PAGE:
And having said that I can't stress strongly enough there is no clear dividing line between business and economics. At my job I am somewhere in between; I try to make the most of my knowledge in economics, but the job has a tilt at the 'business', which means my career path might have to be reassessed...

Coming back to the issue of SGH, I'd like them to settle on 'school of economics' model. Maybe this is not what the market, ruled by money, needs most, but this what next generations will surely need. Moreover, 'business school' means taking a path of least resistance, while SGH with at least some of its excellent staff, is capable of aiming much higher. May it stay the Warsaw School of Economics, not in name only!

4 comments:

Michael Dembinski said...

An exccllent post - one worth reading and re-reading. Good one, Bartek!

scatts said...

Where were all these well educated economists leading up to this recession? I mean, what's point of all this excellent theoretical knowledge if it either a) doesn't work or b) is ignored?

Business is the side of reality and of actually making the money that economists can then theorise about. Past, recent, experience proves that business does what the hell it likes, no matter how stupid and that governments help it along, neither of them seemingly paying a lot of attention to economists.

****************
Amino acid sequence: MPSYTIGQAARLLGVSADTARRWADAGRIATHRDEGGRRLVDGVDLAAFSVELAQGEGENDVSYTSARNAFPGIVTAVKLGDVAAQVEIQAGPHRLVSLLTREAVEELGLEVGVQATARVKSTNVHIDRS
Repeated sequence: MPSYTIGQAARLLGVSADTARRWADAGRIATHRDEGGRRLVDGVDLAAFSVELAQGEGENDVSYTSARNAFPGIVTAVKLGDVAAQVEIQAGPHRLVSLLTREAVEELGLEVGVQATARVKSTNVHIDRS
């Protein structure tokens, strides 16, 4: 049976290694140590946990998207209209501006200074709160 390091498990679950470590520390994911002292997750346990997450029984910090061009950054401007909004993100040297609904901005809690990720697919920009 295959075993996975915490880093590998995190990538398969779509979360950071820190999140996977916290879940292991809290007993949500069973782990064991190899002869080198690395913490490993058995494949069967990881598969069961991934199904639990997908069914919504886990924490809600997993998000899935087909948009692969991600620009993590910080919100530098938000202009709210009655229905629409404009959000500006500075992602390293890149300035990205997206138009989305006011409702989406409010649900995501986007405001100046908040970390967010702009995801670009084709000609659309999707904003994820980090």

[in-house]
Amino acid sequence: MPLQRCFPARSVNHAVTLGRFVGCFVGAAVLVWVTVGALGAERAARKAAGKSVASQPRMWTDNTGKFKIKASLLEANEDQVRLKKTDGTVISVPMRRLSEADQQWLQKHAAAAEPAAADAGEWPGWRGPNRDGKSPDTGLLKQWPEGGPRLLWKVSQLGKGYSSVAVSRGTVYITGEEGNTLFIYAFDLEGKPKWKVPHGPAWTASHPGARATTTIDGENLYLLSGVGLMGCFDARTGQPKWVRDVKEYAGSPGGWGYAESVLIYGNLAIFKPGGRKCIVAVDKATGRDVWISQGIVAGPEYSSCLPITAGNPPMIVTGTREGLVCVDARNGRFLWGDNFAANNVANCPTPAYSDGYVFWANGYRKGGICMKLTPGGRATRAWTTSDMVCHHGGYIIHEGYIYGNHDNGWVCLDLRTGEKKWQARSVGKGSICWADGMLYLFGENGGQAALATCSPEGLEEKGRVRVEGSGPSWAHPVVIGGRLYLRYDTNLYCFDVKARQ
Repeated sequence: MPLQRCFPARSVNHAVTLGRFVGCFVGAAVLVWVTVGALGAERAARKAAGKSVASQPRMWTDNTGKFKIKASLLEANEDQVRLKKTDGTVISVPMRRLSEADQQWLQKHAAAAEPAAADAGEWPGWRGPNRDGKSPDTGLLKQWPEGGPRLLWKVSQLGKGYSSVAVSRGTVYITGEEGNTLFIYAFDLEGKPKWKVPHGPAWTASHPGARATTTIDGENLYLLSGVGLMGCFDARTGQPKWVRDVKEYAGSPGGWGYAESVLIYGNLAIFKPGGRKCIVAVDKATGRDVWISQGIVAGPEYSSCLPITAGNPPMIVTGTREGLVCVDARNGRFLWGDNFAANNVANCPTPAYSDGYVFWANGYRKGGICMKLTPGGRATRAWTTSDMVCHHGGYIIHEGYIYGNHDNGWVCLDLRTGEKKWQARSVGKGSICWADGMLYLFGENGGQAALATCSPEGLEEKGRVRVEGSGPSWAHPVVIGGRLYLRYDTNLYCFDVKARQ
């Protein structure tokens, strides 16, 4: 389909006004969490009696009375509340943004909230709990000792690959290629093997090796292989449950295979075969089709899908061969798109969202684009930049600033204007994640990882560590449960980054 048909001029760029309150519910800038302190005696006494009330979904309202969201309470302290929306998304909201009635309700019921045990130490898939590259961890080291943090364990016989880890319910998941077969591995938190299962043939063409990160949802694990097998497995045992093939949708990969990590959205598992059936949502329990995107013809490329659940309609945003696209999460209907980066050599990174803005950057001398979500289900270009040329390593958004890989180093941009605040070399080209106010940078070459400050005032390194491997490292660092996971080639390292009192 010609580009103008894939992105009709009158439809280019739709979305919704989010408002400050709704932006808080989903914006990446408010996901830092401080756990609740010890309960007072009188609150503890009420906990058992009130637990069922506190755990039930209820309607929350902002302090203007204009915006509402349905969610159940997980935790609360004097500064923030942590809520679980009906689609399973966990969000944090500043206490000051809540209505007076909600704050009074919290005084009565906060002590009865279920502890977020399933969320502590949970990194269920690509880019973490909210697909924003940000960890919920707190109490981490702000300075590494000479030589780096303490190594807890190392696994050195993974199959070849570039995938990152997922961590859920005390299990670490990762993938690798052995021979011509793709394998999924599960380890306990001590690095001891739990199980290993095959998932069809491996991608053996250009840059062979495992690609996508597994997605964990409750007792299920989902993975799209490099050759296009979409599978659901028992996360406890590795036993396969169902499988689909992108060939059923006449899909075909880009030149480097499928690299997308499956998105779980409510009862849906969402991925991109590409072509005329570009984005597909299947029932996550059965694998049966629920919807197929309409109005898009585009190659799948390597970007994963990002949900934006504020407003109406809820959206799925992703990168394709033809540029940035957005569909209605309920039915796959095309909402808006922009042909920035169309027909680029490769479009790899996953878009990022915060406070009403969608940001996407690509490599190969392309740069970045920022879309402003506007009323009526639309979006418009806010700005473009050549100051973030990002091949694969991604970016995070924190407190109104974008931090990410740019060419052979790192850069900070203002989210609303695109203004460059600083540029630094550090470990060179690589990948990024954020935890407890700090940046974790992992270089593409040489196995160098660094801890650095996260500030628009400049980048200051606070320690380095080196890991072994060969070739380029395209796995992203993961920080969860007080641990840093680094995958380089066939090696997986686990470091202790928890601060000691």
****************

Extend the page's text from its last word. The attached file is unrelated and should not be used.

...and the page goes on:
student SGH said...

Scatts, nice to see you back here.

Just to remind you, there were several economists who warned in mid-2000s against a financial meltdown. These were: Nouriel Roubini, Peter Schiff, Joseph Stiglitz, just to name a few. But their warnings were totally ignored, because good times were rolling on, money was made and maintaining the status quo was convenient both for 'the business' and for 'governments'. Plus some of thos economists were paid by institutions which profited on growth of credit bubble. Imagine you are a chief economist at a bank which earns zillions on mortgage-backed securities. Could you openly tell the world days of the shady machinery are numbered? Some of them were so besotted by money that they did not discern the perils. And some wanted to hold down their jobs and said what was convenients for their bosses.

So the right answer is b) it is ignored, for reasons I wrote above.

Another pre-crisis fact you must not omit is that 'quants' entered the world of economics and tried to explain everything with numbers and formula. Yet, the real world is far too complex to be described with equations, integrals, square roots, etc. Economics, based on maths only doesn't work.

Take care!

student SGH said...

Michael, Ian,

here another article to confirm my view :)